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Blogs from December, 2016


Obtaining a nursing education can be a costly and time-consuming endeavor. Being convicted of a drug crime can derail your efforts to obtain a nursing license and put your future career in serious jeopardy. If you already have a nursing license when convicted, you could face disciplinary measures by the California Board of Registered Nursing.

If you are a nursing student pursuing a license, or are already a registered nurse, and have been convicted of a drug crime, an attorney may be able to help you get the charge expunged from your record, as well as offering advice on how to navigate the application or disciplinary process while having a conviction.

The California Board of Registered Nursing is in charge of issuing nursing licenses and, during this process, screens all applicants’ criminal history. On your application, you must disclose all felony and misdemeanor drug convictions, including those that have been dismissed or expunged.

Failure to disclose all of your prior drug convictions could result in your application being denied. Even if you were granted and successfully completed diversion and had the charge removed from your record, you still must report the drug conviction on your application.

However, if the drug charge involved marijuana, the rules on disclosure are different. In California, a marijuana conviction under Health & Safety Code Sections 11357 or 11360 will be sealed and destroyed two years after the conviction date. In this instance, you do not have to disclose a marijuana drug charge. By consulting a qualified attorney, you can ensure that any marijuana drug conviction has been removed from your record, pursuant to California law.

As of January 2015, an applicant cannot be denied a nursing license solely because of a criminal charge if that charge has been expunged from his or her record. An attorney who is experienced with expungements can help you remove certain drug convictions from your record to prevent your nursing license application from being denied solely on that basis.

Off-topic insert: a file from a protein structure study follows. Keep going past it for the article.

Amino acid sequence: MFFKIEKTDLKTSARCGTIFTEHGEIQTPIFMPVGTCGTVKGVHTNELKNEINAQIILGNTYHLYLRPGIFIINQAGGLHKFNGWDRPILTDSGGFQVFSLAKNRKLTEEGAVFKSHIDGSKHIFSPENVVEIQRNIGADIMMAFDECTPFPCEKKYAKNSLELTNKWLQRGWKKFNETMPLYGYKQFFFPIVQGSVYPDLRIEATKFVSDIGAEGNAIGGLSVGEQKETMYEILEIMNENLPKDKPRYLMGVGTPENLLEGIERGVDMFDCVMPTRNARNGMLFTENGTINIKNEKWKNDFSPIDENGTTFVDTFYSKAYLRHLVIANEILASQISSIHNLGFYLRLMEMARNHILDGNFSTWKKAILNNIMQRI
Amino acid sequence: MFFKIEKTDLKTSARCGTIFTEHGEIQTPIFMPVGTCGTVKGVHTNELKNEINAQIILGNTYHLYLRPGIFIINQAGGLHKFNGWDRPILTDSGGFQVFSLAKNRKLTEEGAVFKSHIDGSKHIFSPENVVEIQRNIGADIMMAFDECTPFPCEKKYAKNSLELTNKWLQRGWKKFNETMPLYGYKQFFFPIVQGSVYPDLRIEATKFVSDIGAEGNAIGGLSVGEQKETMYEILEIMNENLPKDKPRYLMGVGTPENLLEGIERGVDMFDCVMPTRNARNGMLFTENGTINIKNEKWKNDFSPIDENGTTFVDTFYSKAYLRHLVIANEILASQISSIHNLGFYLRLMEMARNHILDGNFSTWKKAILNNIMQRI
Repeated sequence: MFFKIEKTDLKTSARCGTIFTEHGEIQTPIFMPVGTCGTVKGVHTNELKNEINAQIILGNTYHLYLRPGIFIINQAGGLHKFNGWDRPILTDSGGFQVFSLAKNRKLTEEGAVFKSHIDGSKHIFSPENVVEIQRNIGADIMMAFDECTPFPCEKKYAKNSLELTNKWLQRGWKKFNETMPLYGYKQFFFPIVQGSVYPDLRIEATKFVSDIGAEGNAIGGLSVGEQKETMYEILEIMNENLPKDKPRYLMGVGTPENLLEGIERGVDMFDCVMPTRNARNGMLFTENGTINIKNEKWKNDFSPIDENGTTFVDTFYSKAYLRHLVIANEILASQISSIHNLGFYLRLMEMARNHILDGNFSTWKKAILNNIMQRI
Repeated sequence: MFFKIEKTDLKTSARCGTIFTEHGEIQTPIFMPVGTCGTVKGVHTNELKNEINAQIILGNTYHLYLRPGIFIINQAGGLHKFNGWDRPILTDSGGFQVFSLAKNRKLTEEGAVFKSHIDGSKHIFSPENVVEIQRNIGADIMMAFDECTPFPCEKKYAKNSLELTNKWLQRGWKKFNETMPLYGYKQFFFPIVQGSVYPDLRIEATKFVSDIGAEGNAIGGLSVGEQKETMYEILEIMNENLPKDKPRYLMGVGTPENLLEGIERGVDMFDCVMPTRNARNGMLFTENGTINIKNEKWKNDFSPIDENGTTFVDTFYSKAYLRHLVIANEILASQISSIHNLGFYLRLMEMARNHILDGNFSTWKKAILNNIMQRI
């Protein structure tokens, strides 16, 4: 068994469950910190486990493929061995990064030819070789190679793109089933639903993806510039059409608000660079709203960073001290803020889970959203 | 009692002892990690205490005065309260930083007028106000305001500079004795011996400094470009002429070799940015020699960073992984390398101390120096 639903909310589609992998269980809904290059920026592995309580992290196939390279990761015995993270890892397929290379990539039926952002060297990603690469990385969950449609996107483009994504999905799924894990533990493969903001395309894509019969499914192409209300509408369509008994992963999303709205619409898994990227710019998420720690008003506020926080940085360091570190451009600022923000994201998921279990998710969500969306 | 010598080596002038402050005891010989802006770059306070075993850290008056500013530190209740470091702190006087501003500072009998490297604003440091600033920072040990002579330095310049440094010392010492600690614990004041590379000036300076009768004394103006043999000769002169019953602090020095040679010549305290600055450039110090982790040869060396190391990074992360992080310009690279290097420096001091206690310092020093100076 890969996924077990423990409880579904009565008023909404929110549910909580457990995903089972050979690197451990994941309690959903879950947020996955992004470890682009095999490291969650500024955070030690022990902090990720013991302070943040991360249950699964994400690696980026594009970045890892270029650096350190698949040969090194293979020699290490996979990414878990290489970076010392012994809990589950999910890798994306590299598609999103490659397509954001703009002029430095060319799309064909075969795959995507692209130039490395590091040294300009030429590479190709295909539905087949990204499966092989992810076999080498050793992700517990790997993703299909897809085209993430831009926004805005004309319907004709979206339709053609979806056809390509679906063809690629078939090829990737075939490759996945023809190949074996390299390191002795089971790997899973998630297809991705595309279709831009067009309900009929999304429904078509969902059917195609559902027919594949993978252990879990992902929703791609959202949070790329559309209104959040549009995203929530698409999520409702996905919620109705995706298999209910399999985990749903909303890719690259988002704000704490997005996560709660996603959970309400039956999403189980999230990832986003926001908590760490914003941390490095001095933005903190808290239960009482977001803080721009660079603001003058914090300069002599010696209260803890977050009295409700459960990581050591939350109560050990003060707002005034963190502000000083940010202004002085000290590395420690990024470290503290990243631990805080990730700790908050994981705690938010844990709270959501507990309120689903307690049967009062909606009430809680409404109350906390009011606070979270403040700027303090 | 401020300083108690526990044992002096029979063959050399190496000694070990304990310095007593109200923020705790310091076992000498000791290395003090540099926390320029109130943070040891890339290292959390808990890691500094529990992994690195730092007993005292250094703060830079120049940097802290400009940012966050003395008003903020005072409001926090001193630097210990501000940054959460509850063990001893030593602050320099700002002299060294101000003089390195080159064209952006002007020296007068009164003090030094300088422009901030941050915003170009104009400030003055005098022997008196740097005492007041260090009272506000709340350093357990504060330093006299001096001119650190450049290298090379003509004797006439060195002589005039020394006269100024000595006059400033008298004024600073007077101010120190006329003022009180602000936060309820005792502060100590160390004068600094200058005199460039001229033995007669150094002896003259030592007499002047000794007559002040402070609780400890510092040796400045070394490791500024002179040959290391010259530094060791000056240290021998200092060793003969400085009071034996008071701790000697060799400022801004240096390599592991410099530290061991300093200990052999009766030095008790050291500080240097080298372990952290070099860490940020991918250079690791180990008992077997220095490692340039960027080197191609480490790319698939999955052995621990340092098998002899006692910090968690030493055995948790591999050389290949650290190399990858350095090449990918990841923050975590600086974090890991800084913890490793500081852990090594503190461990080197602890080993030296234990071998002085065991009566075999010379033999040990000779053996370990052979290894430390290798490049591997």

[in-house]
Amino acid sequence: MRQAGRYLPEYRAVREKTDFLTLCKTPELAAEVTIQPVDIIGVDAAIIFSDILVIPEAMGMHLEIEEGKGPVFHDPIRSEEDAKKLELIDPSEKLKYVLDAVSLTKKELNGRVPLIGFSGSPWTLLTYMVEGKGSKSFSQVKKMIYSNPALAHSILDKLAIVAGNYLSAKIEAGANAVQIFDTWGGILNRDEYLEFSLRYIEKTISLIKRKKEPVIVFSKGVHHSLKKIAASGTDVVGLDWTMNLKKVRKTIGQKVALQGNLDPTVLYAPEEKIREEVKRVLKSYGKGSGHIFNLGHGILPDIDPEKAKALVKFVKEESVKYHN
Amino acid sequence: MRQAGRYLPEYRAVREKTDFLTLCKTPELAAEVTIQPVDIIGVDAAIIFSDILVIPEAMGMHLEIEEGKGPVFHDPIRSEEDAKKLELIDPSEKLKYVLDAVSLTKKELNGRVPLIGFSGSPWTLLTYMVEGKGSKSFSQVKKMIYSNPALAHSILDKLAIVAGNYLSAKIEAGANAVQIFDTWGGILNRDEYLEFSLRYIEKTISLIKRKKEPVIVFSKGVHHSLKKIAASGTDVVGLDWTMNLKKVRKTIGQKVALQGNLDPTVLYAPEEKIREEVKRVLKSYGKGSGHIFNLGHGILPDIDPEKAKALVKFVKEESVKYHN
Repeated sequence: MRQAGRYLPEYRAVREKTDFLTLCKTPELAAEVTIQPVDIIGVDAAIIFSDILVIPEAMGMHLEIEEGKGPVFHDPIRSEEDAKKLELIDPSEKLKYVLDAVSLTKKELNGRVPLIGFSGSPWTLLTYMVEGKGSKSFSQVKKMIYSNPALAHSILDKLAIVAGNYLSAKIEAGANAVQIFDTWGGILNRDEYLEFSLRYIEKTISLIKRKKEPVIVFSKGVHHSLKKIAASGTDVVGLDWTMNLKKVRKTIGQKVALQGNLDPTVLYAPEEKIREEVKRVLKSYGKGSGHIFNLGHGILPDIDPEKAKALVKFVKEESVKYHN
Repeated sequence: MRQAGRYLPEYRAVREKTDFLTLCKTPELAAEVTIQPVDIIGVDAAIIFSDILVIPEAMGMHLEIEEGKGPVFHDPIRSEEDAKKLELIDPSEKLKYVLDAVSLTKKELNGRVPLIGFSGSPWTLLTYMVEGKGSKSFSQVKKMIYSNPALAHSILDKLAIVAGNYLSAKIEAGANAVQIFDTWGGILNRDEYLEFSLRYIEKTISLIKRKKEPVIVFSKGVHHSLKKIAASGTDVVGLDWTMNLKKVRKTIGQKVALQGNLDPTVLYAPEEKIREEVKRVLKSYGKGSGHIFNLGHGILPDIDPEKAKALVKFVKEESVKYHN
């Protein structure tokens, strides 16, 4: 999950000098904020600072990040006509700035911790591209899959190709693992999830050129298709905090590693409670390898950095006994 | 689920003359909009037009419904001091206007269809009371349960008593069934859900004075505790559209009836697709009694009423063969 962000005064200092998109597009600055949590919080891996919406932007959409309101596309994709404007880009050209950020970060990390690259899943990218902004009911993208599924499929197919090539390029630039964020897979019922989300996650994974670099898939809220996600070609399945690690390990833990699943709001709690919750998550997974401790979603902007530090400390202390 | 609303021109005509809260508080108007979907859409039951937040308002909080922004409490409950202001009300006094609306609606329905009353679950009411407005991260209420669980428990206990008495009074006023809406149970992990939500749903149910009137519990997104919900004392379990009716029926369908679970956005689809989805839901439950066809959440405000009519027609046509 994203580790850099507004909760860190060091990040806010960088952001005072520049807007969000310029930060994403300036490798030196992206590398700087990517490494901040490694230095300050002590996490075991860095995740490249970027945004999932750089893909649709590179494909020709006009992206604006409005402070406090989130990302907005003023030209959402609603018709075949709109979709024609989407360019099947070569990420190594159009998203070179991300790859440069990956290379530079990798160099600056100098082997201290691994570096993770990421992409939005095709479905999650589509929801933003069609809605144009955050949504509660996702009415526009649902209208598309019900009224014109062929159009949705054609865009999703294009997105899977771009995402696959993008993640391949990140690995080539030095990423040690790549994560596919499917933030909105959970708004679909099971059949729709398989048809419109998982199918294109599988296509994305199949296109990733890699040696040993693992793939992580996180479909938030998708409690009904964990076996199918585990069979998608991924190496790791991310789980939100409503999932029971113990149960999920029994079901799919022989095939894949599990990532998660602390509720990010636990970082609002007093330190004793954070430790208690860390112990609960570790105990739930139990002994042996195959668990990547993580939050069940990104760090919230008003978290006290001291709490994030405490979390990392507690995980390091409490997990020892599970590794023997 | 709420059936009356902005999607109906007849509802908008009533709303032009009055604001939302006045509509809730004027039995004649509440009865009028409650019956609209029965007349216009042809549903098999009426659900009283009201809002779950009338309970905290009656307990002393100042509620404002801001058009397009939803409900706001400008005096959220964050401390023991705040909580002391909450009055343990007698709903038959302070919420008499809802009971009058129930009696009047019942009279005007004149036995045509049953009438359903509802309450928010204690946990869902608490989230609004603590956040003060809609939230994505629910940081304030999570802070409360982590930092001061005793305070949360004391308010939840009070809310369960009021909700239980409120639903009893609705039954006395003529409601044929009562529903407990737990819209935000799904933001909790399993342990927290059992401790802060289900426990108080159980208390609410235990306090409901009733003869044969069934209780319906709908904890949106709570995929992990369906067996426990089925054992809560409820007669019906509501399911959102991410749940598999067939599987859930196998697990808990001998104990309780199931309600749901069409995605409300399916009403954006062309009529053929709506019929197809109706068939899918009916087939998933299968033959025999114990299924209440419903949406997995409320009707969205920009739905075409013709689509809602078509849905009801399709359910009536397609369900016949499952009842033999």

If you already have a nursing license when you are charged with a drug crime, you could face disciplinary action by the California Board of Nursing. A California registered nurse can be disciplined for unprofessional conduct which, among other things, includes the illegal use of drugs. You may be disciplined for charges even if the drug convictions would later be eligible for expungement.

Penalties for drug convictions include public reprimand, probation, license suspension, and license revocation, as well as the payment of fines and costs. If you do face discipline, you are entitled to an administrative hearing during which an attorney can represent your interests.

If you are a nursing student with a drug conviction who is applying for your license, or a registered nurse who faces disciplinary action for a drug conviction, a qualified attorney can help you expunge your record and represent you in an administrative disciplinary hearing.


If you are trying to become a nurse and have been charged with a drug crime, speaking with a skilled drug crime defense lawyer with experience at your local court is in your best interest. Those facing charges in Southern California can have their case evaluated for free by calling . Attorney Collins has a “Superb” AVVO attorney rating and was previously a prosecutor and member of the narcotics task force. Contact us today to get help.